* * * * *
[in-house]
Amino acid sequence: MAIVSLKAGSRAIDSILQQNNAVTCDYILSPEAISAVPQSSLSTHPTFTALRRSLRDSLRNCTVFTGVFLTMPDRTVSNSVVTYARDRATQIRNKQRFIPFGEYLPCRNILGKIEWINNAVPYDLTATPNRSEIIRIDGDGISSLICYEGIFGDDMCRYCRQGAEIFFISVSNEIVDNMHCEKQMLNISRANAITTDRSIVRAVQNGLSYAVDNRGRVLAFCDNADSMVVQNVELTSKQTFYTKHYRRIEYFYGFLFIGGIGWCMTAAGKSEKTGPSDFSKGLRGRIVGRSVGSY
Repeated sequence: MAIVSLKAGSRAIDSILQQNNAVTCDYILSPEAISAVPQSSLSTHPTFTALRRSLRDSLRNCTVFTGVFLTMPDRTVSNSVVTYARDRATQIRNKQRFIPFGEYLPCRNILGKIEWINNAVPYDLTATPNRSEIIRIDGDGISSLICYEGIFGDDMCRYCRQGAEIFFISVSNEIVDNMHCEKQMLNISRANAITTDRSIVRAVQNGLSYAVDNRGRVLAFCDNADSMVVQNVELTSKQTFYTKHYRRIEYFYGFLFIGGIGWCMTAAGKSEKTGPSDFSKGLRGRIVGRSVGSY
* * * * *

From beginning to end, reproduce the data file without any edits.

[in-house]
Amino acid sequence: MAIVSLKAGSRAIDSILQQNNAVTCDYILSPEAISAVPQSSLSTHPTFTALRRSLRDSLRNCTVFTGVFLTMPDRTVSNSVVTYARDRATQIRNKQRFIPFGEYLPCRNILGKIEWINNAVPYDLTATPNRSEIIRIDGDGISSLICYEGIFGDDMCRYCRQGAEIFFISVSNEIVDNMHCEKQMLNISRANAITTDRSIVRAVQNGLSYAVDNRGRVLAFCDNADSMVVQNVELTSKQTFYTKHYRRIEYFYGFLFIGGIGWCMTAAGKSEKTGPSDFSKGLRGRIVGRSVGSY
Repeated sequence: MAIVSLKAGSRAIDSILQQNNAVTCDYILSPEAISAVPQSSLSTHPTFTALRRSLRDSLRNCTVFTGVFLTMPDRTVSNSVVTYARDRATQIRNKQRFIPFGEYLPCRNILGKIEWINNAVPYDLTATPNRSEIIRIDGDGISSLICYEGIFGDDMCRYCRQGAEIFFISVSNEIVDNMHCEKQMLNISRANAITTDRSIVRAVQNGLSYAVDNRGRVLAFCDNADSMVVQNVELTSKQTFYTKHYRRIEYFYGFLFIGGIGWCMTAAGKSEKTGPSDFSKGLRGRIVGRSVGSY